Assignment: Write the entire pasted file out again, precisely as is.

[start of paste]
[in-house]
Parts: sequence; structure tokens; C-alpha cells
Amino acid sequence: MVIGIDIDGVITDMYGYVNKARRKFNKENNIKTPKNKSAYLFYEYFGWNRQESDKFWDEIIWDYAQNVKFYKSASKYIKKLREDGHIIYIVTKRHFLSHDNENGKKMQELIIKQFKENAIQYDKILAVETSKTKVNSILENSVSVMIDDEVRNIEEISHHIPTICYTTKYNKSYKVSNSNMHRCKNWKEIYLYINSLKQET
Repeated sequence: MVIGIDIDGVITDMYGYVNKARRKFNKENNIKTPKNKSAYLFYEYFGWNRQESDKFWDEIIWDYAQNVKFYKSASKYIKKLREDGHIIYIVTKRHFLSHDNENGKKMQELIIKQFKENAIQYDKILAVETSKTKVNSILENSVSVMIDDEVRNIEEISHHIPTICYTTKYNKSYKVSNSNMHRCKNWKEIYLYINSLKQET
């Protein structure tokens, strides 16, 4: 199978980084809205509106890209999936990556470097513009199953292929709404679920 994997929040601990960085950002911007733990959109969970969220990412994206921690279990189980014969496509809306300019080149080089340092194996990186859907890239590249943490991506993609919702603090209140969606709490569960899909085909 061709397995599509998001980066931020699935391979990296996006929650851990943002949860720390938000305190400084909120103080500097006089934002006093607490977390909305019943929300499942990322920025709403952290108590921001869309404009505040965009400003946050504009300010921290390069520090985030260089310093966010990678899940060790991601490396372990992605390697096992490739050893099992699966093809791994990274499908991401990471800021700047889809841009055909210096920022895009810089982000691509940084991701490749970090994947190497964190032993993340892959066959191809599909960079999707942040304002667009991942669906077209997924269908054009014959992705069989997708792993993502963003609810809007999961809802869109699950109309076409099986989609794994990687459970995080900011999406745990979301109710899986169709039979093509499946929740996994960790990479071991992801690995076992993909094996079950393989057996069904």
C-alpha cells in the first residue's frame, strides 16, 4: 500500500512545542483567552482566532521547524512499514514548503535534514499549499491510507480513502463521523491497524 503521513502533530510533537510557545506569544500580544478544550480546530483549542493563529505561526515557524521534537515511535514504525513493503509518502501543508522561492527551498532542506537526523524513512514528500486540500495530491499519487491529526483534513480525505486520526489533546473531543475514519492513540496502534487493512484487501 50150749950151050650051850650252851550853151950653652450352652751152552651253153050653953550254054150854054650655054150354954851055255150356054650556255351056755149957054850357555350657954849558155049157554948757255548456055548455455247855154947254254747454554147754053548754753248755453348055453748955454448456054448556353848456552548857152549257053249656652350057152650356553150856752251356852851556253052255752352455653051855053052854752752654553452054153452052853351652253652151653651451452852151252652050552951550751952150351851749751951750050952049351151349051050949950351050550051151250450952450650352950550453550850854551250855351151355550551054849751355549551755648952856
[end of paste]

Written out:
[in-house]
Parts: sequence; structure tokens; C-alpha cells
Amino acid sequence: MVIGIDIDGVITDMYGYVNKARRKFNKENNIKTPKNKSAYLFYEYFGWNRQESDKFWDEIIWDYAQNVKFYKSASKYIKKLREDGHIIYIVTKRHFLSHDNENGKKMQELIIKQFKENAIQYDKILAVETSKTKVNSILENSVSVMIDDEVRNIEEISHHIPTICYTTKYNKSYKVSNSNMHRCKNWKEIYLYINSLKQET
Repeated sequence: MVIGIDIDGVITDMYGYVNKARRKFNKENNIKTPKNKSAYLFYEYFGWNRQESDKFWDEIIWDYAQNVKFYKSASKYIKKLREDGHIIYIVTKRHFLSHDNENGKKMQELIIKQFKENAIQYDKILAVETSKTKVNSILENSVSVMIDDEVRNIEEISHHIPTICYTTKYNKSYKVSNSNMHRCKNWKEIYLYINSLKQET
């Protein structure tokens, strides 16, 4: 199978980084809205509106890209999936990556470097513009199953292929709404679920 994997929040601990960085950002911007733990959109969970969220990412994206921690279990189980014969496509809306300019080149080089340092194996990186859907890239590249943490991506993609919702603090209140969606709490569960899909085909 061709397995599509998001980066931020699935391979990296996006929650851990943002949860720390938000305190400084909120103080500097006089934002006093607490977390909305019943929300499942990322920025709403952290108590921001869309404009505040965009400003946050504009300010921290390069520090985030260089310093966010990678899940060790991601490396372990992605390697096992490739050893099992699966093809791994990274499908991401990471800021700047889809841009055909210096920022895009810089982000691509940084991701490749970090994947190497964190032993993340892959066959191809599909960079999707942040304002667009991942669906077209997924269908054009014959992705069989997708792993993502963003609810809007999961809802869109699950109309076409099986989609794994990687459970995080900011999406745990979301109710899986169709039979093509499946929740996994960790990479071991992801690995076992993909094996079950393989057996069904």
C-alpha cells in the first residue's frame, strides 16, 4: 500500500512545542483567552482566532521547524512499514514548503535534514499549499491510507480513502463521523491497524 503521513502533530510533537510557545506569544500580544478544550480546530483549542493563529505561526515557524521534537515511535514504525513493503509518502501543508522561492527551498532542506537526523524513512514528500486540500495530491499519487491529526483534513480525505486520526489533546473531543475514519492513540496502534487493512484487501 50150749950151050650051850650252851550853151950653652450352652751152552651253153050653953550254054150854054650655054150354954851055255150356054650556255351056755149957054850357555350657954849558155049157554948757255548456055548455455247855154947254254747454554147754053548754753248755453348055453748955454448456054448556353848456552548857152549257053249656652350057152650356553150856752251356852851556253052255752352455653051855053052854752752654553452054153452052853351652253652151653651451452852151252652050552951550751952150351851749751951750050952049351151349051050949950351050550051151250450952450650352950550453550850854551250855351151355550551054849751355549551755648952856